DirectByteBuffers and reachabilityFence

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Re: DirectByteBuffers and reachabilityFence

Justin Sampson
David Holmes wrote:

> Here's another nasty little reachability/finalize example:
>
> https://bugs.openjdk.java.net/browse/JDK-8145304

Interesting! The use case is a bit odd -- I mean, why bother with an
executor when it's not going to be used for anything but a single
task? -- but as a general design issue, is this an example of the
kind of thing that should never have been using finalization in the
first place? I.e., we all know that finalization is problematic, but
it seems like it's occasionally useful for managing native resources
if done carefully. This is just a thread pool. If the programmer
never explicitly shuts down the thread pool, shouldn't it just be
left running? It's their own fault, after all, for not using the API
properly, and the result of not shutting down during finalization is
merely a performance issue, not a correctness issue.

Cheers,
Justin

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Re: DirectByteBuffers and reachabilityFence

Paul Sandoz
In reply to this post by Andrew Haley

On 15 Dec 2015, at 14:54, Andrew Haley <[hidden email]> wrote:

On 12/15/2015 12:37 PM, Vitaly Davidovich wrote:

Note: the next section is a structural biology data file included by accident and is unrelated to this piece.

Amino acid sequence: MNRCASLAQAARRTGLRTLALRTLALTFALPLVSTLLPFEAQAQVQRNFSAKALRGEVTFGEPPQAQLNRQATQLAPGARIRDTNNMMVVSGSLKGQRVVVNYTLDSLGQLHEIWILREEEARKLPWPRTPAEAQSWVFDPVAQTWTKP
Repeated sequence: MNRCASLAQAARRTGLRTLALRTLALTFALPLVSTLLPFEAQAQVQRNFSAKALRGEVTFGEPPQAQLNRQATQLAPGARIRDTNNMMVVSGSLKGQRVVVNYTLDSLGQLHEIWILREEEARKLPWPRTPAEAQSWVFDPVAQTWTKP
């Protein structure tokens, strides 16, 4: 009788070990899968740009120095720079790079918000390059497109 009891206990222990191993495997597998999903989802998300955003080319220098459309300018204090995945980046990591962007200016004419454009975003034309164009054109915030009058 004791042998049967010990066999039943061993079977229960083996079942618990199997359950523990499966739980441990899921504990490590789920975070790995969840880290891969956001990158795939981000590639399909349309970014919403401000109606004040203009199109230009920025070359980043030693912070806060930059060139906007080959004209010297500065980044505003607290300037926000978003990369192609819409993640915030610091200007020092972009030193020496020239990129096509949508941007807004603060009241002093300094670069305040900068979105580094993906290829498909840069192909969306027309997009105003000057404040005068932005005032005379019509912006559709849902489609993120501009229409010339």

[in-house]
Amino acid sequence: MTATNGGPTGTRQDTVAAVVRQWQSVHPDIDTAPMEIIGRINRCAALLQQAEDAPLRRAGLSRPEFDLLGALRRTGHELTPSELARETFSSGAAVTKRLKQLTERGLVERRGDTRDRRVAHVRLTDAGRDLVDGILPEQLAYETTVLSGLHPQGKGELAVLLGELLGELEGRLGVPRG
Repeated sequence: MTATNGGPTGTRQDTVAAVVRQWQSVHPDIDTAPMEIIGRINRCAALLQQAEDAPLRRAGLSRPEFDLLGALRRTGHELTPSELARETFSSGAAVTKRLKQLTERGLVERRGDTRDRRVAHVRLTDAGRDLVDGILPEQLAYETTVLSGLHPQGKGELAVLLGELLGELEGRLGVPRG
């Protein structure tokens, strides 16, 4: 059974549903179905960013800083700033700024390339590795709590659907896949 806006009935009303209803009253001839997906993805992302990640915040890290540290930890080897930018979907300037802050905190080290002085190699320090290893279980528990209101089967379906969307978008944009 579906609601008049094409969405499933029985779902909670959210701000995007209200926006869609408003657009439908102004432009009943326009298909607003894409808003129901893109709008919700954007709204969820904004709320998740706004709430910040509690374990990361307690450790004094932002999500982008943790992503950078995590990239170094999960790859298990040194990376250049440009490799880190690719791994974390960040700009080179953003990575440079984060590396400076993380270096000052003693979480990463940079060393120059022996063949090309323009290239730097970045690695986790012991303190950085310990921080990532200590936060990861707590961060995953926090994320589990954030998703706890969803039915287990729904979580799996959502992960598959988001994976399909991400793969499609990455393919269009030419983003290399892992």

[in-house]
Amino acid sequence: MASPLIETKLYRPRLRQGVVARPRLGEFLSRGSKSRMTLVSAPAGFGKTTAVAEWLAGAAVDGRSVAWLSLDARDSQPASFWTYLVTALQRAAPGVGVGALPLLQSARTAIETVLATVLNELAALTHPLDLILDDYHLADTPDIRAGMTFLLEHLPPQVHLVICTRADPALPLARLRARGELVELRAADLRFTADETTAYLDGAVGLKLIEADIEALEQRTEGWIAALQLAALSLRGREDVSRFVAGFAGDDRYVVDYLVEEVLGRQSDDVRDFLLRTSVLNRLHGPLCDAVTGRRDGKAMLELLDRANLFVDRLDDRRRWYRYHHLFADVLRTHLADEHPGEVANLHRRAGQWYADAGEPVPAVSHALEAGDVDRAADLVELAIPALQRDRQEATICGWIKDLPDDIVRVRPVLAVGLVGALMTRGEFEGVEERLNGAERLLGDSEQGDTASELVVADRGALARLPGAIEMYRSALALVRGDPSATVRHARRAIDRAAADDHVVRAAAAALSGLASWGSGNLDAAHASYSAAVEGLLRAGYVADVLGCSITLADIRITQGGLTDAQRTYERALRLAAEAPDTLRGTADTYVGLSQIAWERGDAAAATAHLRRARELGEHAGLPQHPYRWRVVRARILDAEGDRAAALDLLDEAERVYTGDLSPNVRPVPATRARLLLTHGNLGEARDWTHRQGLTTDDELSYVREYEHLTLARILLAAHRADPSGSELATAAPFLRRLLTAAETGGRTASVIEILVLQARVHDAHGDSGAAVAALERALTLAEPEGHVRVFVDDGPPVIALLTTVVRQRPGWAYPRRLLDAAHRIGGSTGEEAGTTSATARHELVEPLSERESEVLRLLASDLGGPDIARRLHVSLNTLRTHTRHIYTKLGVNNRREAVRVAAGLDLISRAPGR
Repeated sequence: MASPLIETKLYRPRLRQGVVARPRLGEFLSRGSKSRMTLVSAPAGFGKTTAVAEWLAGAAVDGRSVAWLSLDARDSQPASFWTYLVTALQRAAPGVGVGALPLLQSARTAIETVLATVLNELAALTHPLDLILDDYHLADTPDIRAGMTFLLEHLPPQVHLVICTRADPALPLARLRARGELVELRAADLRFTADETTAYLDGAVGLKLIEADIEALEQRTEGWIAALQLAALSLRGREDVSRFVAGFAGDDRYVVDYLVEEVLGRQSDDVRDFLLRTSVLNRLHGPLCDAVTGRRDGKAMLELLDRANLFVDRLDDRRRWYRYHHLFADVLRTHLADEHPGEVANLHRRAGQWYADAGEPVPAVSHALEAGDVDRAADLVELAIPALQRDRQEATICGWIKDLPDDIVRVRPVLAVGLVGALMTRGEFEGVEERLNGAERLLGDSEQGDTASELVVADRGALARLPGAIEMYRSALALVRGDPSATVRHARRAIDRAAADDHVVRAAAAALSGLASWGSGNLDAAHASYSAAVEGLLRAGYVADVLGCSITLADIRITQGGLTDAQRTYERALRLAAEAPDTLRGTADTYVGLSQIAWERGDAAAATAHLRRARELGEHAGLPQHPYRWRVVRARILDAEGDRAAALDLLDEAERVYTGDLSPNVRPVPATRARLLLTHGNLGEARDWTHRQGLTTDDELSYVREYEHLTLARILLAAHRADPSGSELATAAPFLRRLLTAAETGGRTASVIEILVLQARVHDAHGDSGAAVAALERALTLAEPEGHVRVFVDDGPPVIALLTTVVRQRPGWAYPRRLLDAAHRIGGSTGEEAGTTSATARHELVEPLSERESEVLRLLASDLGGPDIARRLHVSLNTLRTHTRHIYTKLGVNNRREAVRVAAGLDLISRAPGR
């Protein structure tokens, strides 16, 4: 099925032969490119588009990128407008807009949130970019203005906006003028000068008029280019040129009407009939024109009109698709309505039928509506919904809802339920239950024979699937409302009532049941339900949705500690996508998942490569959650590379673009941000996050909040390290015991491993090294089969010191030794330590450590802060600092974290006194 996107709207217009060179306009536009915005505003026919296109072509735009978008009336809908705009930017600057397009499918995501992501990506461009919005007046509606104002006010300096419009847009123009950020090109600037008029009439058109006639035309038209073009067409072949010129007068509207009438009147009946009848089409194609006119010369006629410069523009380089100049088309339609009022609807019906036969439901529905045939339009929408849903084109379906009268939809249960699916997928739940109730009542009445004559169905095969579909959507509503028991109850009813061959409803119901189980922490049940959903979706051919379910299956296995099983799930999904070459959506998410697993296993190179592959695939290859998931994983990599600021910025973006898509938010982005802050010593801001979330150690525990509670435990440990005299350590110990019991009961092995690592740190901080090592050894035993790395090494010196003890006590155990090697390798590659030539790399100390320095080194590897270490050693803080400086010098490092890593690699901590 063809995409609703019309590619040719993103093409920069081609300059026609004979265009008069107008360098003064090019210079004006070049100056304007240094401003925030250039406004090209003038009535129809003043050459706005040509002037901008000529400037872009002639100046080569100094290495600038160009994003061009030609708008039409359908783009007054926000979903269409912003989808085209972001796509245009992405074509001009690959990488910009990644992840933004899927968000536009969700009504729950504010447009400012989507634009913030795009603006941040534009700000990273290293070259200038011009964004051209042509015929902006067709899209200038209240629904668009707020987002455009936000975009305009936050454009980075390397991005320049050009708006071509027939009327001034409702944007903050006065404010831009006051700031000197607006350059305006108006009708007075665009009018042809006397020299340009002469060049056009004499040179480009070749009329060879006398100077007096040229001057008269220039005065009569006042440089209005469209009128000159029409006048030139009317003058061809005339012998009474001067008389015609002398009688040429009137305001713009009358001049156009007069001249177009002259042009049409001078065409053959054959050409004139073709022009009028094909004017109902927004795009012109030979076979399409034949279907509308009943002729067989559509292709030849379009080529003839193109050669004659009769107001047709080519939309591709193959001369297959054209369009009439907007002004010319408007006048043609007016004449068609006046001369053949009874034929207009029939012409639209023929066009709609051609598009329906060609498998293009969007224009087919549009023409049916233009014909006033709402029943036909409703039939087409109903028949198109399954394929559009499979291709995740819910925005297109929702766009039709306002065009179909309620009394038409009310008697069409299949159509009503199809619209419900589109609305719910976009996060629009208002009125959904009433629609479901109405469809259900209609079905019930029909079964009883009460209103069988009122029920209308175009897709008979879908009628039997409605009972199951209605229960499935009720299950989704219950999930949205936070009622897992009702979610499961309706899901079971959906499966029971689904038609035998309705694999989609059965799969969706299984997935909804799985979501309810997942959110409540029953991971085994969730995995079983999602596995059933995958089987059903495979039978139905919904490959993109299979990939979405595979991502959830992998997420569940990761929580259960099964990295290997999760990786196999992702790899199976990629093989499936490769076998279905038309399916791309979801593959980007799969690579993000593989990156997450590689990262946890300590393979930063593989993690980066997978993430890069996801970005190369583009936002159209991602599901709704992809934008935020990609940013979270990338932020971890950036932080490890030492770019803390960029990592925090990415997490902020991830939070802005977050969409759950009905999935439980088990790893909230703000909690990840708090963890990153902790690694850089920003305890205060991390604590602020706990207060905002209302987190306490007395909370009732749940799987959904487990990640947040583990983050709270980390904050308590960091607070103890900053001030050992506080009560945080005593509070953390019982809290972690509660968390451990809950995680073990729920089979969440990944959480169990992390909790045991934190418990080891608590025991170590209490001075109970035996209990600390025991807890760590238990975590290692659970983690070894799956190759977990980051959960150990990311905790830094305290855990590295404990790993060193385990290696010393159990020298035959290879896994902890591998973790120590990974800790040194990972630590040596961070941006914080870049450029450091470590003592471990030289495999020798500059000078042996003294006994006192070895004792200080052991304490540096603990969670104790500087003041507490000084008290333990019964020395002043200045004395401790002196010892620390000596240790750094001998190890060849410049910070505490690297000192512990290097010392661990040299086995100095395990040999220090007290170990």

To be fair, no empirical evidence has been presented; there is speculation
of scenarios it may hurt but nothing concrete.

Exactly.  That was the answer!

I also think the bigger obstacle to changing this behavior is getting all
the different JVM implementations modified and not really the performance
impact.

Yes, it's political as well.  reachabilityFence() is a great start.


The current API and implementation (with known limitations) is now in hs-comp:


It will eventually wind it’s way into a JDK EA build but i don’t know exactly when.

Paul.

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Re: DirectByteBuffers and reachabilityFence

thurstonn
In reply to this post by Martin Buchholz-3
Ahh, yes.  You're right.
The outer ES becomes unreachable while the delegate's #submit is executing.
And the outer ES finalize (indirectly) ->
   delegate.shutdown()

hence the race and the rejected submission


Martin Buchholz-3 wrote
I just added this comment to
https://bugs.openjdk.java.net/browse/JDK-8145304

Part of the problem is that there are two finalize methods in play here.
The implementation does

    public static ExecutorService newSingleThreadExecutor() {
        return new FinalizableDelegatedExecutorService
            (new ThreadPoolExecutor(1, 1,

so the outer executor may get finalized while methods on the inner are
still executing.

Not sure of the motivation for the finalization strategy here.
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Re: DirectByteBuffers and reachabilityFence

Doug Lea
In reply to this post by Martin Buchholz-3
On 12/15/2015 12:43 PM, Martin Buchholz wrote:

> Part of the problem is that there are two finalize methods in play here.